Travelling with your pump
Most companies offer a holiday pump- this is a spare pump to travel with, relieving the anxiety of your present pump failing while abroad. Contact the customer services department of your insulin pump company to discuss this option.
You must always remember to have spare supplies for your pump when travelling. If you are travelling across time zones, remember to change the clock on your pump to the new time, once you arrive at your destination. Don't forget to change it back when you get home!
If you are travelling across time zones, remember to change the clock on your pump to the new time, once you arrive at your destination. Don't forget to change it back when you get home!
click here for the pump travel leaflet
Going to the beach
You may wish to spend the day on the beach with your family and friends. Wearing the pump all the time might be a problem, especially if you are in and out of the water.
If you wish to remove your pump for part of the day while at the beach or waterpark for example, discuss this with your Insulin pump nurse who will be able to provide you with information to safely achieve this.
Keep the pump out of the direct sunlight. If you are sunbathing put a towel over the pump and line and keep it in the shade, where possible. If insulin becomes too hot it can stop working, which means your blood sugars will rise very quickly. FRIO bag are handy to take to the beach. These are water activated bags which will keep the insulin cool for 24 hours. Think about where you site your pump especially if you are wearing a bathing suit or bikini. In hot weather the tape on your cannula may not stick as well, especially if it is very hot and you are sweating. To help the tape stick better, you may need to put a second piece of tape over the cannula site. Cavilon cream or spray,Skin tac wipes, Opsite or Tegaderm can also be used and either bought in the chemist or obtained on prescription from your G.P.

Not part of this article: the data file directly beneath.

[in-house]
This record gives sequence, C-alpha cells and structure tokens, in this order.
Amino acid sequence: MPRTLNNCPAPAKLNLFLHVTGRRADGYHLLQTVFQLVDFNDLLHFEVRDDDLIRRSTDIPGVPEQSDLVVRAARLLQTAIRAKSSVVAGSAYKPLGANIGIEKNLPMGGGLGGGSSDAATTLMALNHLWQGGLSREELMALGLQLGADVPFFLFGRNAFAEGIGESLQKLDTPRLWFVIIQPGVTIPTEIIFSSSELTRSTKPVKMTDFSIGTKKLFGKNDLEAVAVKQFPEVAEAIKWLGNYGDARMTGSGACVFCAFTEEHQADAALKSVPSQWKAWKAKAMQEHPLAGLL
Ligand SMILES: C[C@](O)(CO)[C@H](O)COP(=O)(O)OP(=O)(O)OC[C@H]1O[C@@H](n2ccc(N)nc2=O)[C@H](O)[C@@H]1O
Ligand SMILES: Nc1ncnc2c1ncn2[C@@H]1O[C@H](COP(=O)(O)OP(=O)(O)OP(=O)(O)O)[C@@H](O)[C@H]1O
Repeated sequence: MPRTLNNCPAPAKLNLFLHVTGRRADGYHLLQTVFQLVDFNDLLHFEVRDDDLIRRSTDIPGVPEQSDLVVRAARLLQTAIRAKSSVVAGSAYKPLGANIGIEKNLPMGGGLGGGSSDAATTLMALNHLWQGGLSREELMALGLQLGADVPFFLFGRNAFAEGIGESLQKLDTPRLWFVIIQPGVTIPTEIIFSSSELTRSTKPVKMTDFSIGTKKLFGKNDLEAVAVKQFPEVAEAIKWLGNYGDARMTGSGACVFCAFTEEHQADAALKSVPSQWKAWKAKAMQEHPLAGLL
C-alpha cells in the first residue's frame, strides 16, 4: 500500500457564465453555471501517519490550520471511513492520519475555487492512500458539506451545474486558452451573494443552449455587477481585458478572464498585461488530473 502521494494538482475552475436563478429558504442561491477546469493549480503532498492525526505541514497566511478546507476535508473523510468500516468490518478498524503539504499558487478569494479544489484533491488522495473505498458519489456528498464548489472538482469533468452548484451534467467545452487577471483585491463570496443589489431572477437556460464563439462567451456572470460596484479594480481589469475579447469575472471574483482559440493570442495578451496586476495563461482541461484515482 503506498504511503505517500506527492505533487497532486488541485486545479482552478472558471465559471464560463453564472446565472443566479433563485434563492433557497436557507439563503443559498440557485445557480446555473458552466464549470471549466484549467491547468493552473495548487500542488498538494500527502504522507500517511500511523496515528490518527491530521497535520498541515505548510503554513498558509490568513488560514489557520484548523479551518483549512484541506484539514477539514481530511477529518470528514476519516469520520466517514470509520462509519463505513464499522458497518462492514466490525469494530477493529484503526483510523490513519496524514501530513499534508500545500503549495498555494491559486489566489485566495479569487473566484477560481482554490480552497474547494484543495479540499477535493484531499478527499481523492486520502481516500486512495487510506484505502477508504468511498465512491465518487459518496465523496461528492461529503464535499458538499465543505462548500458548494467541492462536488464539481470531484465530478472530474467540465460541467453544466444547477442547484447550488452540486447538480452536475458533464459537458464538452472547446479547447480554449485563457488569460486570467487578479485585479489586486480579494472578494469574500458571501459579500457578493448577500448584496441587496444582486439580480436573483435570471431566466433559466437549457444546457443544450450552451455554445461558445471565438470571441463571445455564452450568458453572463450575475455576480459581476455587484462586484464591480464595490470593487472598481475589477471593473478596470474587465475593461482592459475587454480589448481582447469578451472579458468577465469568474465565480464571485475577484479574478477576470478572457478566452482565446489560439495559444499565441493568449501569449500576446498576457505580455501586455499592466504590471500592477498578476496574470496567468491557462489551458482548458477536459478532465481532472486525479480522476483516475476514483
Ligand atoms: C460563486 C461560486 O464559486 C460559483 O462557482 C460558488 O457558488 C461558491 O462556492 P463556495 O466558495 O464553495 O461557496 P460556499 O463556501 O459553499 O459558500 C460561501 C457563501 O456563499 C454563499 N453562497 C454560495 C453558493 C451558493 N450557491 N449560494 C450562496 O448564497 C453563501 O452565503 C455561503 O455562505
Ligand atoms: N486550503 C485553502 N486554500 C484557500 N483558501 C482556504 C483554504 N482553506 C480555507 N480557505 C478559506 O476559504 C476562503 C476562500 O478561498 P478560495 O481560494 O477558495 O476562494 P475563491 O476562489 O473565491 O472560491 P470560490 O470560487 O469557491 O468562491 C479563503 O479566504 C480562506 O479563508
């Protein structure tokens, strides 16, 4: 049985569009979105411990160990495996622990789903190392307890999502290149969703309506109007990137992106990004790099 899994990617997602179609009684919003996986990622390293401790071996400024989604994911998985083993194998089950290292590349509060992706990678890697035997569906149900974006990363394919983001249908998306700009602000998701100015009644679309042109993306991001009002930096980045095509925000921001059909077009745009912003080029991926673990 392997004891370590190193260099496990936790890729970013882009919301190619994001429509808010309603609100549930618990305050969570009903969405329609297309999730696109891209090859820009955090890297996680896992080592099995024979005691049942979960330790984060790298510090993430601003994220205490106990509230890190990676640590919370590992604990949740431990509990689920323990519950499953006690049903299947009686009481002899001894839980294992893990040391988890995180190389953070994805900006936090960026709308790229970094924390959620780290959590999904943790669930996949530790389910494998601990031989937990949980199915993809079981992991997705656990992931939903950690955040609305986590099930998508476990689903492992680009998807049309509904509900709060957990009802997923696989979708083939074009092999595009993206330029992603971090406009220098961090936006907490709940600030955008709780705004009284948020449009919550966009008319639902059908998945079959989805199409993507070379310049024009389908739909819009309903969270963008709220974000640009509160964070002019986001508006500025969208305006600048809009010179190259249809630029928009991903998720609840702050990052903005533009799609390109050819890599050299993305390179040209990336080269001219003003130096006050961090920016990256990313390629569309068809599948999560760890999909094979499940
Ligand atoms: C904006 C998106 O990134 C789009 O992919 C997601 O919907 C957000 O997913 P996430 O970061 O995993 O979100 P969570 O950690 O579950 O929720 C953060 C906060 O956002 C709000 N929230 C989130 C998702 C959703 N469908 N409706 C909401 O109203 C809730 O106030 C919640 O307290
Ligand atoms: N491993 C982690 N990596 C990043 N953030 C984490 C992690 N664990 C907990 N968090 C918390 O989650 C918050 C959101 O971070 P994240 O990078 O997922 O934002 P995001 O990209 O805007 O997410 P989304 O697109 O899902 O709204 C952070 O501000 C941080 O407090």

Drinking Alcohol and your pump!
Alcohol can be dangerous, especially when you are taking insulin. Drinking sensibly in moderation should cause you no problems. In this country alcohol cannot be consumed or sold to people under the age of 18 years. Serious low blood sugars can occur both during and for several hours after drinking. Following some simple guidelines can prevent problems from happening. Alcohol especially spirits can cause severe hypoglycaemia, because it is broken down in the liver it can also prevent the body from releasing it's emergency supply of sugar (in the liver). This can make hypoglycaemia much more severe, difficult to treat and sometimes very scary!
Going out with friends
When you wear a pump, you may worry about telling your friends and other people about it. If you go on a date, you may worry about when and how to tell that person about your pump and diabetes. Most people are fascinated and are usually very interested in what it is and how it works. As you become more used to and confident with your pump, you will work out the best way to tell other people about it.
If you are going to a special occasion and you are worried about wearing your pump, or you are wearing something special, which makes it difficult to conceal the pump, you may wish to remove the pump and give an injection of insulin to cover you for the evening. You can reconnect the pump when you return home. Again we would advise discussing this with your insulin pump nurse who will decide the best plan for you.
Most problems with your pump can be discussed and overcome. If you have any worries about your pump, discuss it with your diabetes team. If you use your pump well, it will give you better blood sugar control, flexibility, long lies and a more normal eating pattern. This can however only be achieved through regular blood testing and alteration to your insulin dose. Make it work for you!
Always keep some fast acting sugar in the house. This could be Lucozade or sugary Coke. This will help stop your blood sugar from dropping too low, if you are not feeling like eating.
|Date last reviewed: 07/08/2015 ( to be reviewed by 07/08/2016 )|
|about us | contact us | acknowledgements||top of page|